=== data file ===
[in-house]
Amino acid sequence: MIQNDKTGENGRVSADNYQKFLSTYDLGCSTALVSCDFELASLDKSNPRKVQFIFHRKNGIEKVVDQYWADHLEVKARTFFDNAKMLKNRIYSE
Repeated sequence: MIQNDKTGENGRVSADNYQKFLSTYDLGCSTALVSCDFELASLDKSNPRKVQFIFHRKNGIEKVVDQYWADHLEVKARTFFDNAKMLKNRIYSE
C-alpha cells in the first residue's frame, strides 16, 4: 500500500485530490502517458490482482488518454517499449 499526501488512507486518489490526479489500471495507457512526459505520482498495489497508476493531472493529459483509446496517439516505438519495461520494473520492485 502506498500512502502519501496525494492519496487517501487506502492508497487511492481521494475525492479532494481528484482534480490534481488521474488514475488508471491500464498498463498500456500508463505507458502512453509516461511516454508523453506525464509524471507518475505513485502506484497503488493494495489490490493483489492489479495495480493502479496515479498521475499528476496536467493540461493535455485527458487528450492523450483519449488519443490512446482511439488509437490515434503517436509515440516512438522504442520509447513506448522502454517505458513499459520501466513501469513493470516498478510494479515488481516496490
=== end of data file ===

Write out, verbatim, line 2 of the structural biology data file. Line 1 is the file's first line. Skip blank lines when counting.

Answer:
Amino acid sequence: MIQNDKTGENGRVSADNYQKFLSTYDLGCSTALVSCDFELASLDKSNPRKVQFIFHRKNGIEKVVDQYWADHLEVKARTFFDNAKMLKNRIYSE